Blood vessel

The blood vessels are the components of the circulatory system that transport blood throughout the human body. These vessels transport blood cells, nutrients, and oxygen to the tissues of the body. They also take waste and carbon dioxide away from the tissues. Blood vessels are needed to sustain life, because all of the body’s tissues rely on their functionality.

There are five types of blood vessels: the arteries, which carry the blood away from the heart; the arterioles; the capillaries, where the exchange of water and chemicals between the blood and the tissues occurs; the venules; and the veins, which carry blood from the capillaries back towards the heart.

Blood vessels function to transport blood. In general, arteries and arterioles transport oxygenated blood from the lungs to the body and its organs, and veins and venules transport deoxygenated blood from the body to the lungs. Blood vessels also circulate blood throughout the circulatory system Oxygen (bound to hemoglobin in red blood cells) is the most critical nutrient carried by the blood. In all arteries apart from the pulmonary artery, hemoglobin is highly saturated (95-100%) with oxygen. In all veins apart from the pulmonary vein, the saturation of hemoglobin is about 75%. (The values are reversed in the pulmonary circulation.) In addition to carrying oxygen, blood also carries hormones, waste products and nutrients for cells of the body.

Blood vessels do not actively engage in the transport of blood (they have no appreciable peristalsis). Blood is propelled through arteries and arterioles through pressure generated by the heartbeat. Blood vessels also transport red blood cells which contain the oxygen necessary for daily activities. The amount of red blood cells present in your vessels has an effect on your health. Hematocrit tests can be performed to calculate the proportion of red blood cells in your blood. Higher proportions result in conditions such as dehydration or heart disease while lower proportions could lead to anemia and long-term blood loss.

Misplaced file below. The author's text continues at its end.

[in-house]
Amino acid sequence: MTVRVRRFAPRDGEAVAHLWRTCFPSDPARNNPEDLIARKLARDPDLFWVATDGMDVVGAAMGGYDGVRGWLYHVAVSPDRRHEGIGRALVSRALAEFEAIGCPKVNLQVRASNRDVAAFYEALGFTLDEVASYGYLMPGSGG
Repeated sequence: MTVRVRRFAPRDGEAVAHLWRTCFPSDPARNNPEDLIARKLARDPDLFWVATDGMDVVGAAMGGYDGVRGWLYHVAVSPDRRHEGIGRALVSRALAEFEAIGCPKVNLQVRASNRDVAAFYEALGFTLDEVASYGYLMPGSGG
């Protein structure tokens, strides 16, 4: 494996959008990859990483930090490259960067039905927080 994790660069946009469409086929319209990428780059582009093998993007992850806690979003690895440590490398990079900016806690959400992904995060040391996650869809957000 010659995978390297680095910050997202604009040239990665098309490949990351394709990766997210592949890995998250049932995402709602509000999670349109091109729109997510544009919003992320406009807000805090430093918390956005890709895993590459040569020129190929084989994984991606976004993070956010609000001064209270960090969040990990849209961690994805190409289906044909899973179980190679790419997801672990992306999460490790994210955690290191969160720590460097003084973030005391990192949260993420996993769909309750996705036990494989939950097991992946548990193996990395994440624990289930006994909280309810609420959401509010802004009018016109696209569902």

The size of blood vessels is different for each of them. It ranges from a diameter of about 25 millimeters for the aorta to only 8 micrometers in the capillaries. This comes out to about a 3000-fold range. Vasoconstriction is the constriction of blood vessels (narrowing, becoming smaller in cross-sectional area) by contracting the vascular smooth muscle in the vessel walls. It is regulated by vasoconstrictors (agents that cause vasoconstriction). These include paracrine factors (e.g. prostaglandins), a number of hormones (e.g. vasopressin and angiotensin) and neurotransmitters (e.g. epinephrine) from the nervous system.

The circulatory system uses the channel of blood vessels to deliver blood to all parts of the body. This is a result of the left and right side of the heart working together to allow blood to flow continuously to the lungs and other parts of the body. Oxygen-poor blood enters the right side of the heart through two large veins. Oxygen-rich blood from the lungs enters through the pulmonary veins on the left side of the heart into the aorta and then reaches the rest of the body. The capillaries are responsible for allowing the blood to receive oxygen through tiny air sacs in the lungs. This is also the site where carbon dioxide exits the blood. This all occurs in the lungs where blood is oxygenated.

Blood viscosity is the thickness of the blood and its resistance to flow as a result of the different components of the blood. Blood is 92% water by weight and the rest of blood is composed of protein, nutrients, electrolytes, wastes, and dissolved gases. Depending on the health of an individual, the blood viscosity can vary (i.e. anemia causing relatively lower concentrations of protein, high blood pressure an increase in dissolved salts or lipids, etc.).

Vessel length is the total length of the vessel measured as the distance away from the heart. As the total length of the vessel increases, the total resistance as a result of friction will increase.

Blood vessels play a huge role in virtually every medical condition. Cancer, for example, cannot progress unless the tumor causes angiogenesis (formation of new blood vessels) to supply the malignant cells' metabolic demand. Atherosclerosis, the formation of lipid lumps (atheromas) in the blood vessel wall, is the most common cardiovascular disease, the main cause of death in the Western world.

Blood vessel permeability is increased in inflammation. Damage, due to trauma or spontaneously, may lead to hemorrhage due to mechanical damage to the vessel endothelium. In contrast, occlusion of the blood vessel by atherosclerotic plaque, by an embolised blood clot or a foreign body leads to downstream ischemia (insufficient blood supply) and possibly necrosis. Vessel occlusion tends to be a positive feedback system; an occluded vessel creates eddies in the normally laminar flow or plug flow blood currents. These eddies create abnormal fluid velocity gradients which push blood elements such as cholesterol or chylomicron bodies to the endothelium. These deposit onto the arterial walls which are already partially occluded and build upon the blockage.